Only 38% of U.S. adults say they're "extremely proud" to be American, according to a recent Gallup poll.
The figure is the lowest since Gallup began tracking data on national pride in 2001.
However, 27% of respondents say they're "very proud" to be American, meaning 65% of U.S. adults express pride in their country. But that falls well below the trend averages over the last two decades of 55% being extremely proud and 80% being extremely or very proud.
According to the most recent poll, 22% say they're "moderately proud" to be American, while 9% are "only a little" and 4% "not at all" proud.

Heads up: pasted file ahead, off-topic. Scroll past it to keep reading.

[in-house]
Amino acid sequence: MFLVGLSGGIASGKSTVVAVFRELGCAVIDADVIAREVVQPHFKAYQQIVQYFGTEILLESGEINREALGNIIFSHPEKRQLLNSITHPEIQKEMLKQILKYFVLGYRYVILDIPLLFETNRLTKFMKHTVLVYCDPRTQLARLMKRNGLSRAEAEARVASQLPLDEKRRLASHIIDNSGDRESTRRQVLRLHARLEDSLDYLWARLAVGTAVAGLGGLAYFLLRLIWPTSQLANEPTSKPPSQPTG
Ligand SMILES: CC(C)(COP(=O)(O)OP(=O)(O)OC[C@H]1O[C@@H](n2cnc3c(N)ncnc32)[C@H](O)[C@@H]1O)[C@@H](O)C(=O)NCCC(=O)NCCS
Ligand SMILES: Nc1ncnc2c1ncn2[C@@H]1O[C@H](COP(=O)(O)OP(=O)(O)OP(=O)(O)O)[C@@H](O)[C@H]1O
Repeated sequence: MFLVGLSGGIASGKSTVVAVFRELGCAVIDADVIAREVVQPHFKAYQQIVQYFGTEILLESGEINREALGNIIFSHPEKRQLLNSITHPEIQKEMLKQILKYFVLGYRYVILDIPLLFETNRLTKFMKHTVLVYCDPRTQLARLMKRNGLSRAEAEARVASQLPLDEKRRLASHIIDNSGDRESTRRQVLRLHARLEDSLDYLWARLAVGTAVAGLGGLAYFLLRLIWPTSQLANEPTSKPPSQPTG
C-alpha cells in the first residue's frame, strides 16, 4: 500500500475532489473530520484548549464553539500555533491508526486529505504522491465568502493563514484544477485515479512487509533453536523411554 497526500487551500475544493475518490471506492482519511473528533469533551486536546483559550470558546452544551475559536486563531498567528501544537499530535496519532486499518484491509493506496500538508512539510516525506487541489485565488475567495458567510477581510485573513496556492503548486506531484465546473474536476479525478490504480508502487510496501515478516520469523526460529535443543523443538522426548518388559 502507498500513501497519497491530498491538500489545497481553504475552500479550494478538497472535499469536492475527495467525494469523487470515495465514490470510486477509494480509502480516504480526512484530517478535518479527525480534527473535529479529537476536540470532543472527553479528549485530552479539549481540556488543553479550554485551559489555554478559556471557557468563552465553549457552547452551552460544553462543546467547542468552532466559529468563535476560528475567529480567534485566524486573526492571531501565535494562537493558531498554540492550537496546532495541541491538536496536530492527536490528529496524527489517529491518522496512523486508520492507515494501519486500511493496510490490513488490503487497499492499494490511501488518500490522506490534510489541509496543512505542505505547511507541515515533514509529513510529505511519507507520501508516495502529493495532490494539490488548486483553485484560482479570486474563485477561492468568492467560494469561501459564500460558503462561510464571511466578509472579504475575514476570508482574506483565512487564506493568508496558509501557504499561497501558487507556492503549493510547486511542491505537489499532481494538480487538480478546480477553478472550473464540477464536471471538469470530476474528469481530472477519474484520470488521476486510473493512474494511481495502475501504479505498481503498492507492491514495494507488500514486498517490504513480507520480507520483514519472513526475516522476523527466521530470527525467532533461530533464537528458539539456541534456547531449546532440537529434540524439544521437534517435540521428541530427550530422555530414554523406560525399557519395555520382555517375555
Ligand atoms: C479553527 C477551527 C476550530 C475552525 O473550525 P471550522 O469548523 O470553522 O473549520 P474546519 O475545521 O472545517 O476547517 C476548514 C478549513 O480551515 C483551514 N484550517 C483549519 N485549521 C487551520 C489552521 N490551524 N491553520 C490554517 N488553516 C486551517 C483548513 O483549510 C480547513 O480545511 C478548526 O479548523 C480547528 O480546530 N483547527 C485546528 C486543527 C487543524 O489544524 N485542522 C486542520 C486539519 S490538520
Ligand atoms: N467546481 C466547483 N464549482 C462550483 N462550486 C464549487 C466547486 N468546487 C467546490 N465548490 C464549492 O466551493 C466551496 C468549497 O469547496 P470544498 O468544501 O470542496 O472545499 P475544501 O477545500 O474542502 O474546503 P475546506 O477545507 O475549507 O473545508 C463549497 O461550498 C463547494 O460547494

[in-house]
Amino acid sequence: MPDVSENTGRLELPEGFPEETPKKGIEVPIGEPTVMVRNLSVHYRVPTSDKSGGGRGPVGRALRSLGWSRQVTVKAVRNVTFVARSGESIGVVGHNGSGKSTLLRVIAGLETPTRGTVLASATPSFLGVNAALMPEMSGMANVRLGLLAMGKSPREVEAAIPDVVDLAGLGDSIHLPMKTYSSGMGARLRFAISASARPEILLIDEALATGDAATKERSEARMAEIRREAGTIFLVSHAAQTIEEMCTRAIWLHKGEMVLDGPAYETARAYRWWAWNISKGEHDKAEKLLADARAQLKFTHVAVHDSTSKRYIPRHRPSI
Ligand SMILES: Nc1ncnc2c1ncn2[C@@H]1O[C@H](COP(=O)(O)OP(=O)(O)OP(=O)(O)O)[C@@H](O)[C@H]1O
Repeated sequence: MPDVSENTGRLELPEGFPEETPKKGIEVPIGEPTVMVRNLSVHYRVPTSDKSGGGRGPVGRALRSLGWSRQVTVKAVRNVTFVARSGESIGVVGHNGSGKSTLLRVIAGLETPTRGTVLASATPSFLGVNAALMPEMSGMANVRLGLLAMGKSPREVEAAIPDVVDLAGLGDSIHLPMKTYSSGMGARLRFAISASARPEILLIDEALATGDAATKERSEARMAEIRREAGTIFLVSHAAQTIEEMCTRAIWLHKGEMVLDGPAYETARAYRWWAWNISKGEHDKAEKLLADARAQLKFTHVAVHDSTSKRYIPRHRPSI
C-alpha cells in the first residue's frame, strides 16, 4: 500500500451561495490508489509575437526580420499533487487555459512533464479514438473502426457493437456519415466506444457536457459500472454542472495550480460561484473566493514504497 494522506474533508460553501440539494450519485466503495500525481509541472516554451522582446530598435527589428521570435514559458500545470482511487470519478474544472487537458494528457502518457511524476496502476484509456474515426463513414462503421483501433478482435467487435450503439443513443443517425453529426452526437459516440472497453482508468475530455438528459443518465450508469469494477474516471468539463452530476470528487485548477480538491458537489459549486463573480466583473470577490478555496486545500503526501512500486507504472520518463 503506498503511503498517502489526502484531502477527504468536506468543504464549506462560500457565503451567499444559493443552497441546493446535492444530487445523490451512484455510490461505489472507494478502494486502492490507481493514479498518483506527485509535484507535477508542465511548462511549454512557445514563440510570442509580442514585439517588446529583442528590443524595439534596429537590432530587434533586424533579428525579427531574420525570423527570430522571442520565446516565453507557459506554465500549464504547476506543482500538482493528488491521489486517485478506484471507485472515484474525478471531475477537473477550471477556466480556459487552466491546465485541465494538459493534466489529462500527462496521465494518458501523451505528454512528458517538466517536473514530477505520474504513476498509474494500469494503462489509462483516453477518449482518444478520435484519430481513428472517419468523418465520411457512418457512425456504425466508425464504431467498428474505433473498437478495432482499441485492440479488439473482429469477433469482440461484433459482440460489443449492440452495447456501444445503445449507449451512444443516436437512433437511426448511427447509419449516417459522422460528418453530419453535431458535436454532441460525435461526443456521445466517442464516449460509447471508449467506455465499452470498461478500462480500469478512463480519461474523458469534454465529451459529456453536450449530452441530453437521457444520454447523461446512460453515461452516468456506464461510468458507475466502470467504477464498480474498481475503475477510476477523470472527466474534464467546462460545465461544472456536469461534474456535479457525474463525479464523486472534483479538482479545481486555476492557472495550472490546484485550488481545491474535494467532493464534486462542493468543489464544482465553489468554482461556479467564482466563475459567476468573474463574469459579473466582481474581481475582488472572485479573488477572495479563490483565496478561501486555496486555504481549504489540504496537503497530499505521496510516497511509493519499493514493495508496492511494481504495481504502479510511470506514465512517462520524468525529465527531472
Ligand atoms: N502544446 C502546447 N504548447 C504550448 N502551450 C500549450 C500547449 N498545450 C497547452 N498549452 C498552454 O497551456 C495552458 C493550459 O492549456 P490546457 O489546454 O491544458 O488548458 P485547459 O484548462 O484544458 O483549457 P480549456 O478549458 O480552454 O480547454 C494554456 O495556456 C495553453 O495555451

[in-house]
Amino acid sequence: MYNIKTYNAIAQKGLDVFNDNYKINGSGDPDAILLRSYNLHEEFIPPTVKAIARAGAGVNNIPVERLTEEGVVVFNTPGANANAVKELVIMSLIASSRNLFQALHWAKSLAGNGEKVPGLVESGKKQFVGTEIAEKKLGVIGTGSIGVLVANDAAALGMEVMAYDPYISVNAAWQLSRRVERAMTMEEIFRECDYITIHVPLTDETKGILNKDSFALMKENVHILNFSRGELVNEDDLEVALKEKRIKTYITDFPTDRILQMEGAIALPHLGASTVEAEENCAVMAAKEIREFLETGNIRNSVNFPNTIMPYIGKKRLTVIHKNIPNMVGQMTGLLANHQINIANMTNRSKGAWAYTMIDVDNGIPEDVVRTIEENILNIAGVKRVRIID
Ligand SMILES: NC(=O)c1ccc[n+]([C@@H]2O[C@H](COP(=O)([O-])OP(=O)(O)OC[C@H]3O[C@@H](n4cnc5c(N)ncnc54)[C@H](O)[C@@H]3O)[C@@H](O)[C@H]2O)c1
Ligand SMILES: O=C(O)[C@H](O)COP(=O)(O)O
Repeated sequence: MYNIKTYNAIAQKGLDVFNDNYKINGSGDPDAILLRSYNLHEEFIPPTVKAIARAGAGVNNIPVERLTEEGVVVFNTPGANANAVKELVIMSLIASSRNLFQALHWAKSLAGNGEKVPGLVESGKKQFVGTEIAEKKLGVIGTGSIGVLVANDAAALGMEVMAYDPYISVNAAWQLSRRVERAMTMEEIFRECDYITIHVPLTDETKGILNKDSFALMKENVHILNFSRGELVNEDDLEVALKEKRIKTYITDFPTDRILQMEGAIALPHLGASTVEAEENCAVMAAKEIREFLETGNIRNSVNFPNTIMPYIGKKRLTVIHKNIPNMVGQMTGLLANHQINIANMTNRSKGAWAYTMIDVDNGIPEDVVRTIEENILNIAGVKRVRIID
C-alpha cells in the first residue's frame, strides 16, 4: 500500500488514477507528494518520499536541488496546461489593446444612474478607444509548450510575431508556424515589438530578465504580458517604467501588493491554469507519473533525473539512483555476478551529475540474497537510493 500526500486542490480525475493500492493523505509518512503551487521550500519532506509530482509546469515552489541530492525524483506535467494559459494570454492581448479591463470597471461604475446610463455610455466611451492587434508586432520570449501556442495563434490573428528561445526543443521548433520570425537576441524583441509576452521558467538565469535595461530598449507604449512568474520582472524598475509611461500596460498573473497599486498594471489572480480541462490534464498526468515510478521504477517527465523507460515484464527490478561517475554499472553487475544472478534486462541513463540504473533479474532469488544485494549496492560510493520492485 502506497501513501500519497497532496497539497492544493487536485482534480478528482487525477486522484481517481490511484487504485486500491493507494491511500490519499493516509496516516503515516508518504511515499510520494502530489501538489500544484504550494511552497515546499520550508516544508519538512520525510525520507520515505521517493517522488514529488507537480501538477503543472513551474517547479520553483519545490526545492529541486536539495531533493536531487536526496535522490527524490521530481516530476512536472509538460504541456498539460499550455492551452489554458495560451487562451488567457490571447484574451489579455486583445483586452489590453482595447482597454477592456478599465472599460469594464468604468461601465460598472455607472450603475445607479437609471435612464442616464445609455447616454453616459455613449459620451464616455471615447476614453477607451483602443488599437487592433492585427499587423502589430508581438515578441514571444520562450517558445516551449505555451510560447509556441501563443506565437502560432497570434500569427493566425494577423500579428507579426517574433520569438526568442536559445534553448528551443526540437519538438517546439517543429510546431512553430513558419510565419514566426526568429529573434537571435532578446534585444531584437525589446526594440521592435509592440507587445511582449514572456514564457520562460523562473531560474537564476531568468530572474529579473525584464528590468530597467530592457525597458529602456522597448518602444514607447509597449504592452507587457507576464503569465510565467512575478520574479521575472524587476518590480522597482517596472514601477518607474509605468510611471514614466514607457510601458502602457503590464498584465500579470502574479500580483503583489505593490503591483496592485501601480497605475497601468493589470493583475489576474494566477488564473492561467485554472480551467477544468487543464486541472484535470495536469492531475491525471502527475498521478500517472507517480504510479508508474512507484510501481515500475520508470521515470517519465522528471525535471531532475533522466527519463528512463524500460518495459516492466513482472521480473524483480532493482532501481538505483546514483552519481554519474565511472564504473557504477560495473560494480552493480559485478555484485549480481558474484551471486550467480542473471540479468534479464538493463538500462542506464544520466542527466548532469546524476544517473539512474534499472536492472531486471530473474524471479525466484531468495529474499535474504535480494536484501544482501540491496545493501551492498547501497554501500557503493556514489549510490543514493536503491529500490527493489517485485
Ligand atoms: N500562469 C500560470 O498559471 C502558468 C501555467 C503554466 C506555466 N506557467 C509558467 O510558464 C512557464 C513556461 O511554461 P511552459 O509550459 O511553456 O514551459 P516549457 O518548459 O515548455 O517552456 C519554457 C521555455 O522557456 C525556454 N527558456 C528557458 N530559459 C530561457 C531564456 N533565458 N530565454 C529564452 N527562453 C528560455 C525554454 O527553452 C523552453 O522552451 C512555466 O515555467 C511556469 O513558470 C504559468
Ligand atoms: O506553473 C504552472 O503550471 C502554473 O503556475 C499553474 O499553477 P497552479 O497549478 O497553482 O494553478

The poll was conducted amid soaring inflation, including historically high gas prices, and after mass shootings in Buffalo, New York, and Uvalde, Texas. The data preceded the Supreme Court's ruling overturning Roe v. Wade – a decision that Gallup speculated could affect the level of national pride Americans have for their country.
The record-low levels of extreme national pride hit its lowest points across the political spectrum, with 58% of Republicans, 34% of Independents, and 26% of Democrats saying they're extremely proud of the U.S.
Extreme national pride among all three political groups has dropped by double digits compared to 2013. The largest decline over that period was among Democrats, who came in at 56% just nine years ago.